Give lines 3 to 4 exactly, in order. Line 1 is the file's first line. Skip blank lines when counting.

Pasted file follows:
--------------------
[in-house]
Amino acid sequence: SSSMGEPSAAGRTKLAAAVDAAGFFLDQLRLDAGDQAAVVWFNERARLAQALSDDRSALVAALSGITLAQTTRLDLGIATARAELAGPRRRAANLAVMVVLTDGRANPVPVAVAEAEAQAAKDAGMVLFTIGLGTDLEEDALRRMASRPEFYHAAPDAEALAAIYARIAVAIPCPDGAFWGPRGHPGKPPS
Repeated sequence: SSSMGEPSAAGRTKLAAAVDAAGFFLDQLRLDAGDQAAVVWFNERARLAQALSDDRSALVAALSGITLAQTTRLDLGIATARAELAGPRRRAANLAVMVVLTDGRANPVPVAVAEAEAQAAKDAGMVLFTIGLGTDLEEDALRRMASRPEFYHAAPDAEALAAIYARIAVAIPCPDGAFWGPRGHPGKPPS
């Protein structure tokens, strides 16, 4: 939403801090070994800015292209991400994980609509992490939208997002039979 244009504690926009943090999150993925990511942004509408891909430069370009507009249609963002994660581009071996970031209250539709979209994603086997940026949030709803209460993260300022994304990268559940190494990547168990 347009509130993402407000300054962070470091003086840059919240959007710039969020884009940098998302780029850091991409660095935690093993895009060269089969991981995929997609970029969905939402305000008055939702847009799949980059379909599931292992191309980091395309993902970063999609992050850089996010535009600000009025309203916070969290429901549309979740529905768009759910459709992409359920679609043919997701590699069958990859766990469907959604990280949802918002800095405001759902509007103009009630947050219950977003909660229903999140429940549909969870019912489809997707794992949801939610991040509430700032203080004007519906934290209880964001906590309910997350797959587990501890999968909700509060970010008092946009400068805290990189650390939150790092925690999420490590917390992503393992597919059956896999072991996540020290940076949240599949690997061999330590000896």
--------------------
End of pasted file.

Repeated sequence: SSSMGEPSAAGRTKLAAAVDAAGFFLDQLRLDAGDQAAVVWFNERARLAQALSDDRSALVAALSGITLAQTTRLDLGIATARAELAGPRRRAANLAVMVVLTDGRANPVPVAVAEAEAQAAKDAGMVLFTIGLGTDLEEDALRRMASRPEFYHAAPDAEALAAIYARIAVAIPCPDGAFWGPRGHPGKPPS
């Protein structure tokens, strides 16, 4: 939403801090070994800015292209991400994980609509992490939208997002039979 244009504690926009943090999150993925990511942004509408891909430069370009507009249609963002994660581009071996970031209250539709979209994603086997940026949030709803209460993260300022994304990268559940190494990547168990 347009509130993402407000300054962070470091003086840059919240959007710039969020884009940098998302780029850091991409660095935690093993895009060269089969991981995929997609970029969905939402305000008055939702847009799949980059379909599931292992191309980091395309993902970063999609992050850089996010535009600000009025309203916070969290429901549309979740529905768009759910459709992409359920679609043919997701590699069958990859766990469907959604990280949802918002800095405001759902509007103009009630947050219950977003909660229903999140429940549909969870019912489809997707794992949801939610991040509430700032203080004007519906934290209880964001906590309910997350797959587990501890999968909700509060970010008092946009400068805290990189650390939150790092925690999420490590917390992503393992597919059956896999072991996540020290940076949240599949690997061999330590000896």